WO1996041687A1 - On-site manufacture of ultra-high-purity hydrofluoric acid for semiconductor processing - Google Patents

On-site manufacture of ultra-high-purity hydrofluoric acid for semiconductor processing

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Publication number
WO1996041687A1
WO1996041687A1 PCT/US1996/009554 US9609554W WO1996041687A1 WO 1996041687 A1 WO1996041687 A1 WO 1996041687A1 US 9609554 W US9609554 W US 9609554W WO 1996041687 A1 WO1996041687 A1 WO 1996041687A1
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WO
Grant status
Application
Patent type
Prior art keywords
hf
high
semiconductor
purity
vapor
Prior art date
Application number
PCT/US1996/009554
Other languages
French (fr)
Inventor
Joe G. Hoffman
R. Scot Clark
Original Assignee
Startec Ventures, Inc.
Priority date (The priority date is an assumption and is not a legal conclusion. Google has not performed a legal analysis and makes no representation as to the accuracy of the date listed.)
Filing date
Publication date

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Classifications

    • CCHEMISTRY; METALLURGY
    • C01INORGANIC CHEMISTRY
    • C01BNON-METALLIC ELEMENTS; COMPOUNDS THEREOF; METALLOIDS OR COMPOUNDS THEREOF NOT COVERED BY SUBCLASS C01C
    • C01B7/00Halogens; Halogen acids
    • C01B7/19Fluorine; Hydrogen fluoride
    • C01B7/191Hydrogen fluoride
    • C01B7/195Separation; Purification
    • CCHEMISTRY; METALLURGY
    • C01INORGANIC CHEMISTRY
    • C01BNON-METALLIC ELEMENTS; COMPOUNDS THEREOF; METALLOIDS OR COMPOUNDS THEREOF NOT COVERED BY SUBCLASS C01C
    • C01B7/00Halogens; Halogen acids
    • C01B7/19Fluorine; Hydrogen fluoride
    • C01B7/191Hydrogen fluoride
    • C01B7/195Separation; Purification
    • C01B7/197Separation; Purification by adsorption
    • C01B7/198Separation; Purification by adsorption by solid ion-exchangers
    • CCHEMISTRY; METALLURGY
    • C01INORGANIC CHEMISTRY
    • C01CAMMONIA; CYANOGEN; COMPOUNDS THEREOF
    • C01C1/00Ammonia; Compounds thereof
    • C01C1/02Preparation, purification or separation of ammonia
    • C01C1/024Purification
    • CCHEMISTRY; METALLURGY
    • C01INORGANIC CHEMISTRY
    • C01CAMMONIA; CYANOGEN; COMPOUNDS THEREOF
    • C01C1/00Ammonia; Compounds thereof
    • C01C1/16Halides of ammonium
    • C01C1/162Ammonium fluoride
    • HELECTRICITY
    • H01BASIC ELECTRIC ELEMENTS
    • H01LSEMICONDUCTOR DEVICES; ELECTRIC SOLID STATE DEVICES NOT OTHERWISE PROVIDED FOR
    • H01L21/00Processes or apparatus adapted for the manufacture or treatment of semiconductor or solid state devices or of parts thereof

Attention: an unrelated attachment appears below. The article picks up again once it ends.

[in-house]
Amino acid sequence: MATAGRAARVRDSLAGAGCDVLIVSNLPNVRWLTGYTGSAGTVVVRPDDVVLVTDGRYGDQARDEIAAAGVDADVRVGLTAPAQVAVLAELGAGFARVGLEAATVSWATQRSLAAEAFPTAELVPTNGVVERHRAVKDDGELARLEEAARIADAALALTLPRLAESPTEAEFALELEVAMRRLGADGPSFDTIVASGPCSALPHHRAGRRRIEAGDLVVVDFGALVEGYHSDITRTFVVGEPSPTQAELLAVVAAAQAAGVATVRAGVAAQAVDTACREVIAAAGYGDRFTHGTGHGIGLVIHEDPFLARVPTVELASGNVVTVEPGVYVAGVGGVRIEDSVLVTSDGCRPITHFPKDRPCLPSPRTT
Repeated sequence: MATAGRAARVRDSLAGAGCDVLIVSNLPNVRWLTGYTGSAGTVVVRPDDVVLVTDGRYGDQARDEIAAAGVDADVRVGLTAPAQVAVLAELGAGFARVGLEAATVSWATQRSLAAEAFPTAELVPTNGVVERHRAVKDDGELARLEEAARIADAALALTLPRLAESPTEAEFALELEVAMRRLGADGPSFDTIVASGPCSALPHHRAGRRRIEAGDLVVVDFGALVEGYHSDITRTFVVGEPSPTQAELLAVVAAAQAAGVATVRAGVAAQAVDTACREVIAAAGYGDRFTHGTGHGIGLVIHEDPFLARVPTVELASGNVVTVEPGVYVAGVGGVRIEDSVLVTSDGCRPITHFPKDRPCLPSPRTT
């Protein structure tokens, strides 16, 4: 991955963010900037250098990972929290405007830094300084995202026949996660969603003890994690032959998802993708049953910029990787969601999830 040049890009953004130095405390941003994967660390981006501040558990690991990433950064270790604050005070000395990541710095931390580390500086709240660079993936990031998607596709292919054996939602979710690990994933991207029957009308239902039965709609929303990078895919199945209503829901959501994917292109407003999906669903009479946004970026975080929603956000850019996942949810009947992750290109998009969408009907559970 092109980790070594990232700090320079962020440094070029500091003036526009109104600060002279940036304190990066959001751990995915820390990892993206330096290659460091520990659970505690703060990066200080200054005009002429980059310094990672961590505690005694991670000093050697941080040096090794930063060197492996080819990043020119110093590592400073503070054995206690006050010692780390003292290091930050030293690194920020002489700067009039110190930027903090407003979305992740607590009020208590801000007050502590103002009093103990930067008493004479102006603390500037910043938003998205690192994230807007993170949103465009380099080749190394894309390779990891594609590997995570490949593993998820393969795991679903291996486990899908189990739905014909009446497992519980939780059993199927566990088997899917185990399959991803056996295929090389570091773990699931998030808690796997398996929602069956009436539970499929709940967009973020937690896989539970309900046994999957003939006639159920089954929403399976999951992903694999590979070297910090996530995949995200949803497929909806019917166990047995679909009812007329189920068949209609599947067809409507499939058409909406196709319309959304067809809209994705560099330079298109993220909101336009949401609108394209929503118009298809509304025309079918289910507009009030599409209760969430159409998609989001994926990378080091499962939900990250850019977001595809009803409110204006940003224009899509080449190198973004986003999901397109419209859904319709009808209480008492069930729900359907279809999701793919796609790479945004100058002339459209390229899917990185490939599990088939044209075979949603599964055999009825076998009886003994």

• H01L21/02Manufacture or treatment of semiconductor devices or of parts thereof
    • H01L21/04Manufacture or treatment of semiconductor devices or of parts thereof the devices having at least one potential-jump barrier or surface barrier, e.g. PN junction, depletion layer, carrier concentration layer
    • H01L21/18Manufacture or treatment of semiconductor devices or of parts thereof the devices having at least one potential-jump barrier or surface barrier, e.g. PN junction, depletion layer, carrier concentration layer the devices having semiconductor bodies comprising elements of Group IV of the Periodic System or AIIIBV compounds with or without impurities, e.g. doping materials
    • H01L21/30Treatment of semiconductor bodies using processes or apparatus not provided for in groups H01L21/20 - H01L21/26
    • H01L21/302Treatment of semiconductor bodies using processes or apparatus not provided for in groups H01L21/20 - H01L21/26 to change their surface-physical characteristics or shape, e.g. etching, polishing, cutting
    • H01L21/306Chemical or electrical treatment, e.g. electrolytic etching
    • H01L21/30604Chemical etching
    • HELECTRICITY
    • H01BASIC ELECTRIC ELEMENTS
    • H01LSEMICONDUCTOR DEVICES; ELECTRIC SOLID STATE DEVICES NOT OTHERWISE PROVIDED FOR
    • H01L21/00Processes or apparatus adapted for the manufacture or treatment of semiconductor or solid state devices or of parts thereof
    • H01L21/02Manufacture or treatment of semiconductor devices or of parts thereof
    • H01L21/04Manufacture or treatment of semiconductor devices or of parts thereof the devices having at least one potential-jump barrier or surface barrier, e.g. PN junction, depletion layer, carrier concentration layer
    • H01L21/18Manufacture or treatment of semiconductor devices or of parts thereof the devices having at least one potential-jump barrier or surface barrier, e.g. PN junction, depletion layer, carrier concentration layer the devices having semiconductor bodies comprising elements of Group IV of the Periodic System or AIIIBV compounds with or without impurities, e.g. doping materials
    • H01L21/30Treatment of semiconductor bodies using processes or apparatus not provided for in groups H01L21/20 - H01L21/26
    • H01L21/31Treatment of semiconductor bodies using processes or apparatus not provided for in groups H01L21/20 - H01L21/26 to form insulating layers thereon, e.g. for masking or by using photolithographic techniques; After treatment of these layers
    • H01L21/3105After-treatment
    • H01L21/311Etching the insulating layers by chemical or physical means
    • H01L21/31105Etching inorganic layers
    • H01L21/31111Etching inorganic layers by chemical means

Abstract

A system for purification and generation of hydrofluoric acid on-site at a semiconductor device fabrication facility. An evaporation stage (optionally with arsenic oxidation) is followed by a fractionating column to remove most other impurities, an Ionic Purifier column to suppress contaminants not removed by the fractionating column, and finally the HF Supplier (HFS).

Description

On-Site Manufacture of Ultra-High-Purity Hydrofluoric Acid for Semiconductor

Processing

Joe G. Hoffman and R. Scot Clark. inventor

Inventor